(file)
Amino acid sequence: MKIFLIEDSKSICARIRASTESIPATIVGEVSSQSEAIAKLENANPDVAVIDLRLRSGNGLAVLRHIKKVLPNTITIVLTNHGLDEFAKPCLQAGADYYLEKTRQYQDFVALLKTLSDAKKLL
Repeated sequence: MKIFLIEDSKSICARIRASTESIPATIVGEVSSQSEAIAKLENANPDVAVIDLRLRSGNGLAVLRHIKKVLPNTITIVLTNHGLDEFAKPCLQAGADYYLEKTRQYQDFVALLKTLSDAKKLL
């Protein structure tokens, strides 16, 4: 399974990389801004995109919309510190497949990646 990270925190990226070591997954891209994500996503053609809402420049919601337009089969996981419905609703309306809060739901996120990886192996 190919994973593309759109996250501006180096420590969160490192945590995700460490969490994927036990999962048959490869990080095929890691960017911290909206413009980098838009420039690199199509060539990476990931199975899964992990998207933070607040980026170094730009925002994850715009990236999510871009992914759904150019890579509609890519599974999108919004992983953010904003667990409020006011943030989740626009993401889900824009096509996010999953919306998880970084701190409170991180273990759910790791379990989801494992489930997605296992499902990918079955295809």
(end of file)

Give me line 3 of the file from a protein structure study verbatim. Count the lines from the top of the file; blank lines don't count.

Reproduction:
């Protein structure tokens, strides 16, 4: 399974990389801004995109919309510190497949990646 990270925190990226070591997954891209994500996503053609809402420049919601337009089969996981419905609703309306809060739901996120990886192996 190919994973593309759109996250501006180096420590969160490192945590995700460490969490994927036990999962048959490869990080095929890691960017911290909206413009980098838009420039690199199509060539990476990931199975899964992990998207933070607040980026170094730009925002994850715009990236999510871009992914759904150019890579509609890519599974999108919004992983953010904003667990409020006011943030989740626009993401889900824009096509996010999953919306998880970084701190409170991180273990759910790791379990989801494992489930997605296992499902990918079955295809």